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Wartime memories of Preston near Hitchin Part One - Evacuees at school in Preston and later at the Hitchin Girls Grammar School

by bedfordmuseum

Contributed by 
bedfordmuseum
People in story: 
Mrs. Rebecca Cook
Location of story: 
Preston, Hertfordshire
Background to story: 
Civilian
Article ID: 
A6003811
Contributed on: 
03 October 2005

Wartime memories of Preston near Hitchin Part One — Evacuees at school in Preston and later at the Hitchin Girls Grammar School.

Part one of an oral history interview with Mrs. Rebecca Cook conducted by Jenny Ford on behalf of Bedford Museum.

“I’d just had my 10th birthday at the end of August 1939. Daddy kept the wireless, as we called it, on all the time because they were so aware of the situation and on September the 2nd, which was my mother’s birthday, they kept saying ‘Please stand by’ ‘Please stand by.’ They were just waiting to announce and then on September the 3rd it was a Sunday morning, I remember the radio was on and it told us that we had actually declared war against Germany, with Germany.

I remember my mother being so serious, well and daddy, just so sad because it was only 21 years since the last one and my father had fought in the Herts. and Beds. Yeomanry and it just brought it all back. That was the war to end all wars. But I seem to remember going to Sunday School as usual, it was only about a mile into the village and just carrying on as usual and waiting and wondering and being frightened, will the bombs start dropping? And of course nothing really happened.

We were told we must now must blackout every window and I know we’d been preparing for it. My sisters had made black curtains and dark curtains and we had a big board we put up over the kitchen window and we were very careful about that. And an Air Raid Warden doing his business, coming round and checking up just to see that there were no chinks of light showing anywhere. In the old farm house we didn’t even have electricity so we used to have a lantern standing on the landing and we used to take candles to bed. We’d read by candle light making sure that the curtains were well drawn.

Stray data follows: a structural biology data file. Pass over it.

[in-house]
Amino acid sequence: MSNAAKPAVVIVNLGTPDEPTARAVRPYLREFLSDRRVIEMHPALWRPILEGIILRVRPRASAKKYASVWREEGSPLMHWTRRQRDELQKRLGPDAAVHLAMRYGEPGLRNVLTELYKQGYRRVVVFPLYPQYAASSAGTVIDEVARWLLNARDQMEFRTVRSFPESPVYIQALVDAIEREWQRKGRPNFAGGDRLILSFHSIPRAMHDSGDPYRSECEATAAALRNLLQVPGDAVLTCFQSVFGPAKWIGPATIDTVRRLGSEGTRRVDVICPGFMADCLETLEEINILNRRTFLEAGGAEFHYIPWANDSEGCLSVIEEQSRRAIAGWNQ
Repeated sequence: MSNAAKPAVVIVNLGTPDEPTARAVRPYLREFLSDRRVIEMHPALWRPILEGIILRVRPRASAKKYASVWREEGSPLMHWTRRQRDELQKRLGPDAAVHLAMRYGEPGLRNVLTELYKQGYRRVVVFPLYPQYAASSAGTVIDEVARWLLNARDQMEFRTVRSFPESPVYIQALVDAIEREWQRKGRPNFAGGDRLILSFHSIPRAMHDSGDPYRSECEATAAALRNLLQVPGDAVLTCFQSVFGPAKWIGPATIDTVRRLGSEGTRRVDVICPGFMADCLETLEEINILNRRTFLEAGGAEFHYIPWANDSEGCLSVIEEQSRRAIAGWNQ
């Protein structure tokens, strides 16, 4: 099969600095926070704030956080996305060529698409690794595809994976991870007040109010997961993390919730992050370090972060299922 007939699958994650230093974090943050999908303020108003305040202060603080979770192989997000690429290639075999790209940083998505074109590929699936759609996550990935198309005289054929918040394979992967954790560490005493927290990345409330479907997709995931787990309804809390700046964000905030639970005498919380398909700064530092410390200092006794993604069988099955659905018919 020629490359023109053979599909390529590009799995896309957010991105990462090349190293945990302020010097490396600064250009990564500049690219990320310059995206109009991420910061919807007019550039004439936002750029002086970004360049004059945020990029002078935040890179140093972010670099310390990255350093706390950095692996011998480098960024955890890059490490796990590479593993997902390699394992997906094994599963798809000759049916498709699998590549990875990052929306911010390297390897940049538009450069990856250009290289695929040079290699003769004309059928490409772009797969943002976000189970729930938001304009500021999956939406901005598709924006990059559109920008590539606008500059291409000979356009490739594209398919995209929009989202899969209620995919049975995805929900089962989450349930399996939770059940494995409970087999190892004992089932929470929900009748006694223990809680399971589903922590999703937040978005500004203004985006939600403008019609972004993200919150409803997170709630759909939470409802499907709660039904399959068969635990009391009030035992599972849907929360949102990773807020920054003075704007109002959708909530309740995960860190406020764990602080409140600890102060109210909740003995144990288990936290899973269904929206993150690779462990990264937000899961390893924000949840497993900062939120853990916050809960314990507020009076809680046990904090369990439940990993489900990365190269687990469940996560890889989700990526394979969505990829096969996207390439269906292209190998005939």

It wasn’t for sometime actually I think that the war actually affected us. Apart from when we went back to the local school after the summer holidays I remember being met at the gate by the teacher saying, ‘No, dear we don’t want any of you back today, we are having to share our school.’ There was a boys school from London. I remember Mr. Hinds the Headmaster coming with all these boys, they were staying in a big old College in the village and they took over our school for a time. We didn’t mind going home and having some days off! But then we were all told we were going to share it with them and we went from something like half past eight ‘til one o’clock and then they had the afternoon session, which we didn’t mind a bit! But I’m afraid they didn’t last long, they had gone by about Christmas I think because nothing was happening then. Nothing was really happening to worry them in London it didn’t start until at least the next year from I remember. So they went home.

I remember we were all issued with gas masks. We had to go into the Village Hall to be fitted - to be shown how to put them on. And I remember I had a baby sister and that one that you had to put the baby right inside the thing, a great big thing on the table and mother looking at that and saying, ‘Never will I put my baby in there!’ She was just horrified. And then I remember one of my big sisters making cases. We used up any old things that we could cut up, old curtains or fabric, or whatever. She made us very smart cases with a strap because we had to take them to school every day and that just became part of our uniform, with our satchels and we always got an order mark if we forgot them. We used to put them on top of the cupboard when we got to school and then every Friday morning have Gas Mask Drill. Had to go through and all put our gas masks on and pull funny faces at each another and the teacher would come round testing to see that - putting their fingers in the sides to see — whether they would have been any use I really don’t know.

I remember then we had a lot of evacuees came to live in the College and they were very harum scarum and they used to put this gas mask in it’s box but put an apple or their lunch or conkers, anything, they were all in the gas masks. What it did to them I can’t imagine! They used to fling them about. Yes, there were quite a number of evacuees. We, being such a big family, there were eleven of us, just hadn’t got any room to take any more but any families that had got a spare room the children were just left there, poor little things. And mother used to feel so sorry for them and we used to invite them and take them along to Sunday School and mother used to say, ‘Bring them home to tea.’ So invariably we would have extras to tea from the village and to us they were just other children and sometimes we laughed at them and their funny ways, they were Londoners and they seemed to almost speak a different language to us and we were country children. But we were kind to them. Yes, I remember taking them for walks, primrosing and so on around the fields.